by David Rosenfeld, The Beach Reporter
For students at Alta Vista Elementary School, learning about bike safety actually looked pretty fun.
Students in grades 3rd, 4th and 5th brought their bikes to school last Friday to take part in the Youth Bike Education Program organized by the Beach Cities Cycling Club.
Members of the Redondo Beach Police and Fire Departments came out to participate in the event and spend time with the students.
“We're here to show support from the police and fire department,” said Officer Andrew Lewis. “Part of the reason we decided to do this is because the month of May was bike safety month. We thought it was a great idea to plan a bicycle training day for kids at this time.”
The event, planned months ago, was especially important given the tragic events last month when 13-year-old Ciara Smith was killed by a bus on Pacific Coast Highway while riding her bike.
“None of us ever want to go to a scene again that we saw at the beginning of the month with the girl and the bus,” Lewis said. “It was just really sad.”
On Friday, Firefighter Issac Yang joined volunteers in directing students around a mock traffic course on the school playground.
“This is a stop sign,” Yang explained to the kids. “When you are here you always want to check both ways.”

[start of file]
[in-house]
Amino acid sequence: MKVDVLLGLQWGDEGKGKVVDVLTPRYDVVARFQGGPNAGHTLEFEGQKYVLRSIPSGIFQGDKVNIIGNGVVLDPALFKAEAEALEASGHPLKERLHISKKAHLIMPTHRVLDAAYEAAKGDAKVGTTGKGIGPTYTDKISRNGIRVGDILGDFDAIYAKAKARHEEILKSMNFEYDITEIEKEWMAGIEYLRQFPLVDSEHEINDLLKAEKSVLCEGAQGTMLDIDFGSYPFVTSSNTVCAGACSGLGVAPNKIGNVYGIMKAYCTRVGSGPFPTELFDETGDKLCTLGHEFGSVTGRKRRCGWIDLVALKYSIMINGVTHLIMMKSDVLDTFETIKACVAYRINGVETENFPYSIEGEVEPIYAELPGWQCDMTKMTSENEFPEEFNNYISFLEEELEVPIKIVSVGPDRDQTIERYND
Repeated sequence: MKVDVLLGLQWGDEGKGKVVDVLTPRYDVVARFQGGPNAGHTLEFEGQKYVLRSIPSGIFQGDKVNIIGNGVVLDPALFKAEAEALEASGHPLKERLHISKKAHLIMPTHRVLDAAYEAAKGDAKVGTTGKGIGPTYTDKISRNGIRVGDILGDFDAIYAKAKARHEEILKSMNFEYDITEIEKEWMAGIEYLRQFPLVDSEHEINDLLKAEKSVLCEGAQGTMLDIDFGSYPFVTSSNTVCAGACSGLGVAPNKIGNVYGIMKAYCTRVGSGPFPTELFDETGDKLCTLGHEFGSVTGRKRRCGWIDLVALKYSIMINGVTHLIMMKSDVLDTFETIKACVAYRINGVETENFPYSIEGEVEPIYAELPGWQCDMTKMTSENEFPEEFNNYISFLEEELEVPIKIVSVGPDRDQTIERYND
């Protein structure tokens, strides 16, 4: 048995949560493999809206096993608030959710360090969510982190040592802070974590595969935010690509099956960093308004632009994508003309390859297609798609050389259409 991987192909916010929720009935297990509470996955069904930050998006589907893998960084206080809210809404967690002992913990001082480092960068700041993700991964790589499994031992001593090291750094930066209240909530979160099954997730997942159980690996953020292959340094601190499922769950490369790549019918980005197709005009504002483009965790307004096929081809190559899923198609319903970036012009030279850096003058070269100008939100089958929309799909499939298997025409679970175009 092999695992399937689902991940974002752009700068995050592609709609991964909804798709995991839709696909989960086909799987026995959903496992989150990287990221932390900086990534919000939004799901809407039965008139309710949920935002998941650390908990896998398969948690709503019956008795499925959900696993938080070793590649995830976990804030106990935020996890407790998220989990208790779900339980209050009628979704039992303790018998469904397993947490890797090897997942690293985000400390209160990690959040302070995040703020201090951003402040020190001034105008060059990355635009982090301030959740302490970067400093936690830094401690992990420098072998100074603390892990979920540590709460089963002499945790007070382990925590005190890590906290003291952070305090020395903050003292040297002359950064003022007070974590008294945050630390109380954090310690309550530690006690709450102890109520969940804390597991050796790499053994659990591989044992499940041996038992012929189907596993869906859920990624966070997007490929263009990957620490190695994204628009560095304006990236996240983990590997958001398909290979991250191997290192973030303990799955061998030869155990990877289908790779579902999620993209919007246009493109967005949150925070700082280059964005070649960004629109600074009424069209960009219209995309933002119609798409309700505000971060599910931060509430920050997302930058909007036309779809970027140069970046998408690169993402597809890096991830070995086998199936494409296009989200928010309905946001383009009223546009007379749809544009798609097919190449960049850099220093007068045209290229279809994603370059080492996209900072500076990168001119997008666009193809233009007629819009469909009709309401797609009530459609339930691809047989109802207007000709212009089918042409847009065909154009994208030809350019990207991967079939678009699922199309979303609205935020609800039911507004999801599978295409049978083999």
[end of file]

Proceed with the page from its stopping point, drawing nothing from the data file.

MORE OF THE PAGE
As part of the event sponsored by the West Basin Municipal Water District and Beach Cities Health District, the club gave away 50 helmets and more than 600 books on biking safety. Assistant Principal Nancy Ruvalcaba said many kids realized their helmets did not fit properly.
“One thing our kiddos have learned is the helmet check,” Ruvalcaba said. “A lot of them brought in adult helmets. Making sure they fit and knowing how to adjust it is very important.”
Jim Hannon, founder of the Beach Cities Cycling Club, said the group has performed 11 bike safety events at grade schools and middle schools throughout the area, reaching more than 2,000 students this year.
Along with these types of educational events, the group advocates for more bike lanes and greater awareness of bike safety issues.
“It's unfortunate something tragic has to happen in the community before people often see the need for this sort of thing,” Hannon said.
The benefits to riding a bike are numerous, which makes it all the more important that kids can ride their bikes safely, Hannon said.
“Kids are less rambunctious when they ride bicycles and get physical exercise,” Hannon said. “It's amazing the benefits kids get that you probably wouldn't think about unless you were looking for that type of data.”
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